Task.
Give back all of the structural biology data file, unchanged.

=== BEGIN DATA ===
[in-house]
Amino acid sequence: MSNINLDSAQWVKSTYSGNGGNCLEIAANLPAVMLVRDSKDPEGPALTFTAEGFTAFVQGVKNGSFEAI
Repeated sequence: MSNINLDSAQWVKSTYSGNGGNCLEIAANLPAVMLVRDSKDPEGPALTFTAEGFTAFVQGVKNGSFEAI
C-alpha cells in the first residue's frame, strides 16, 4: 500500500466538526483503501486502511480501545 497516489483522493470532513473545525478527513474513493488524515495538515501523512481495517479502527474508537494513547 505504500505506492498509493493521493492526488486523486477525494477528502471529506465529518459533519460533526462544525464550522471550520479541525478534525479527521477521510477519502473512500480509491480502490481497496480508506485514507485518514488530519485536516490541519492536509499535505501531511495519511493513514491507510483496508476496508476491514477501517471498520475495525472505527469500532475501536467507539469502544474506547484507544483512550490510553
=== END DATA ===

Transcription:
[in-house]
Amino acid sequence: MSNINLDSAQWVKSTYSGNGGNCLEIAANLPAVMLVRDSKDPEGPALTFTAEGFTAFVQGVKNGSFEAI
Repeated sequence: MSNINLDSAQWVKSTYSGNGGNCLEIAANLPAVMLVRDSKDPEGPALTFTAEGFTAFVQGVKNGSFEAI
C-alpha cells in the first residue's frame, strides 16, 4: 500500500466538526483503501486502511480501545 497516489483522493470532513473545525478527513474513493488524515495538515501523512481495517479502527474508537494513547 505504500505506492498509493493521493492526488486523486477525494477528502471529506465529518459533519460533526462544525464550522471550520479541525478534525479527521477521510477519502473512500480509491480502490481497496480508506485514507485518514488530519485536516490541519492536509499535505501531511495519511493513514491507510483496508476496508476491514477501517471498520475495525472505527469500532475501536467507539469502544474506547484507544483512550490510553